Bayerisches Staatsexamen für das Lehramt an Gymnasien in English and History (Otto-Friedrich University, Bamberg), M.St. English (St Anne’s College, Oxford), Ph.D. English (Trinity College, Cambridge)
Christopher Tower Junior Research Fellow in Greek Mythology
English Literature from 1500-1760. I am an assessor for the M.St. in English and have lectured on myth in the Renaissance for the English faculty. At Cambridge, I have taught practical criticism and German literature in the context of Paper 7 in the English tripos (European Languages and Literature).
I specialise in the literature of the English Renaissance. My research is always strongly interdisciplinary, explores unexpected links between historical discourses, and aims to locate English literature in its European context. I have a particular interest in the reception of antiquity, Francis Bacon, genre, translation studies, religious controversy, word-image relationships, bibliography, and, above all, mythology. Although my fascination with myth as a leading concept in European culture is by no means confined to the early modern period, I am currently working on a monograph exploring the cultural significance of Greek and Roman mythology in the English Renaissance: Reading the Ancient Fables: Renaissance Mythography in England 1500-1650. Other work-in-progress includes an article on the surprising, eighteenth-century afterlife of the Renaissance mythographer Richard Lynche, an article on the immediate reception of Thomas Hobbes’s Leviathan, and a review (for Classical Review) of the second edition of Approaches to Greek Myth, edited by Lowell Edmunds.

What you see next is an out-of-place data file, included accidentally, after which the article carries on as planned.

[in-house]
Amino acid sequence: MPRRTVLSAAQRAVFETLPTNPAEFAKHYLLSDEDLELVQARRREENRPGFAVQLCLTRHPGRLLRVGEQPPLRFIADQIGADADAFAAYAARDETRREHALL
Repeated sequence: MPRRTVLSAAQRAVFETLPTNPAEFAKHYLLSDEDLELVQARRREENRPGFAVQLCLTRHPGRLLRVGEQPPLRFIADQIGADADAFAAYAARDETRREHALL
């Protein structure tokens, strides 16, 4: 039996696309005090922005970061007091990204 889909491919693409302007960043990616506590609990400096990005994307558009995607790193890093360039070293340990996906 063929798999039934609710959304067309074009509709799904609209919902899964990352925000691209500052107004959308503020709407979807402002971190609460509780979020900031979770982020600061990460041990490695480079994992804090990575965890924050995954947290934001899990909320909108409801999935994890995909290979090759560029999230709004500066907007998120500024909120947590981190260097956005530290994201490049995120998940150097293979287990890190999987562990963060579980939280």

‘The Strange Antiquity of Francis Bacon’s New Atlantis’, Renaissance Studies (published online 2014, print issue forthcoming).
‘Abraham Fraunce’s Use of Giovanni Andrea dell’Anguillara’s Metamorfosi’, Translation and Literature, 22:1 (forthcoming March 2013).
‘“A little work of mine that hath begun to pass the world”: bibliographical aspects of Francis Bacon’s De sapientia veterum and its Italian translation’, Transactions of the Cambridge Bibliographical Society, 14:3 (2012), pp. 203-218.
‘Light from Darkness: the Relationship between Francis Bacon’s Prima Philosophia and his concept of the Greek Fable’, The Seventeenth Century, 26:2 (2011), pp. 203-220.
‘Facts are King: Die mythogologische Differenz im (post-)kolonialen Kontext’, in: Die mythologische Differenz: Studien zur Mythostheorie, ed. by Stefan Matuschek and Christoph Jamme (Heidelberg: Winter, 2009), pp. 185-205.
Horses, horses, horses, dogs, swimming, murder mysteries and novels with crazy plot lines, travelling (especially to Italy!)
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